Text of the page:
Wind Power Is Brought to Justice (Wall Street Journal)

Wind Power Is Brought to Justice

Duke Energy's guilty plea for killing protected birds is an ominous sign for renewable energy.

Nov. 28, 2013 4:46 p.m. ET

The Justice Department announced late last week that a subsidiary of Duke EnergyDUK -0.10% has agreed to pay $1 million for killing golden eagles and other federally protected birds at two of the company's wind projects in Wyoming. The guilty plea was a long-overdue victory for the rule of law and a sign that green energy might be going out of vogue.

As Justice noted in its news release, this is the first time a case has been brought against a wind company for violating the Migratory Bird Treaty Act. The 1918 law makes it a federal crime to kill any bird of more than 1,000 different species. Over the past few decades, federal authorities have brought hundreds of cases against oil and gas companies for killing birds, while the wind industry has enjoyed a de facto exemption. By bringing criminal charges against Duke for killing 14 golden eagles and 149 other protected birds, Justice has ended the legal double standard on enforcement.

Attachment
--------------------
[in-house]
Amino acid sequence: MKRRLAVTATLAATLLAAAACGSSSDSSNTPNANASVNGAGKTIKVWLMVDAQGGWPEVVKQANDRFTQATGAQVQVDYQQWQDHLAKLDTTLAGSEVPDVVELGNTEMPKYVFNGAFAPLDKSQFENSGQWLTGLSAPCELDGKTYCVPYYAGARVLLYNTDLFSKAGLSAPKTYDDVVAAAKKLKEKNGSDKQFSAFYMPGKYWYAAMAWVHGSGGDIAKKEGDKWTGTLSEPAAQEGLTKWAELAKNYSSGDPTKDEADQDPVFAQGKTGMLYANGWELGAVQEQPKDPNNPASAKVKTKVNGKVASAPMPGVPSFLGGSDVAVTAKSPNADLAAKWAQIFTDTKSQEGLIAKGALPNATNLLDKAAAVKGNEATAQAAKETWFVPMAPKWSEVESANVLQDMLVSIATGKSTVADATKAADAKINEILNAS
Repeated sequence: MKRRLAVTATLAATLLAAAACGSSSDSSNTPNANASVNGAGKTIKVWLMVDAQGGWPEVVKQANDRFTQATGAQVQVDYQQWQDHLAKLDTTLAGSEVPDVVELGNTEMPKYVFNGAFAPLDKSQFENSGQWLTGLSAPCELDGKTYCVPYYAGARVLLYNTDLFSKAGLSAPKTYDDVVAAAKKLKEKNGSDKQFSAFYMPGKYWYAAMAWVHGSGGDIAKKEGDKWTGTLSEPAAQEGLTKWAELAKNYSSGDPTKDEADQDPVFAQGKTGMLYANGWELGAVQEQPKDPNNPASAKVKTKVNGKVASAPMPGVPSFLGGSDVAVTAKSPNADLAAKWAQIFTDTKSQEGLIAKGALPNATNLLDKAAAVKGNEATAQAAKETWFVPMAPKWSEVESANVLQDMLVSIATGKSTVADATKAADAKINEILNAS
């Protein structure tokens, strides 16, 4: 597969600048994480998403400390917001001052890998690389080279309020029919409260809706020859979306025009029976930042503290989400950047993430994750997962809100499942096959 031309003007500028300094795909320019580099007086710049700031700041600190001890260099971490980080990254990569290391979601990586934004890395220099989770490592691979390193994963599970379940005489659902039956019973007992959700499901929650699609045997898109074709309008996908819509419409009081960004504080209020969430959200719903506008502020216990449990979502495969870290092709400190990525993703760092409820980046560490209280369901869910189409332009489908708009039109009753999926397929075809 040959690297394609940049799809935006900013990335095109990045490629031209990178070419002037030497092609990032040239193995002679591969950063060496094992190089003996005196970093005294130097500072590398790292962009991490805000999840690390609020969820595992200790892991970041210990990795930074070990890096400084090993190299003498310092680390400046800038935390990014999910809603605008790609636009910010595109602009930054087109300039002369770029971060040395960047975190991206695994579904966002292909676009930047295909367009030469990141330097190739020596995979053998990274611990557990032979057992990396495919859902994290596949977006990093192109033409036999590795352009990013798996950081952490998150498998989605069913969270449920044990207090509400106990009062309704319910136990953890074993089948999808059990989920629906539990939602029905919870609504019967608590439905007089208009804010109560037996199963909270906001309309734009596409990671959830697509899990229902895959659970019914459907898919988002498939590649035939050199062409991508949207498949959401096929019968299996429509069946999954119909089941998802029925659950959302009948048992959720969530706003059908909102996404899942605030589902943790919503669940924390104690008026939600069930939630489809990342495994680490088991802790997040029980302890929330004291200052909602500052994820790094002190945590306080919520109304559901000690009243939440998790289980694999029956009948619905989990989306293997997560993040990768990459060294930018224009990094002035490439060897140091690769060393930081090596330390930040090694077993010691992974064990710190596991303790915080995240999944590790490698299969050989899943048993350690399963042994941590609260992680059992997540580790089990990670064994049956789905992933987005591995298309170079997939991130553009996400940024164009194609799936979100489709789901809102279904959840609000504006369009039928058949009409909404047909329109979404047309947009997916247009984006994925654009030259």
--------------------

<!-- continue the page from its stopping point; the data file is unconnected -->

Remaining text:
While it is heartening to see the Obama administration finally following the law, Justice's decision might also indicate that the green bubble is about to burst.

Consider data from the American Wind Energy Association, an industry group. In 2012, when federal subsidies were flowing, wind companies installed a record 13,131 megawatts of new capacity—about 6,500 turbines. But installations have tanked this year amid uncertainty over the extension of the federal production tax credit, which offers companies a hefty 2.3 cent per kilowatt-hour subsidy. During the first three quarters of 2013, the domestic wind industry installed a mere 70.6 megawatts of new capacity. Wind-industry lobbyists are desperately trying to get the production tax credit extended again before it expires at the end of the year. The Duke case won't endear them to the public.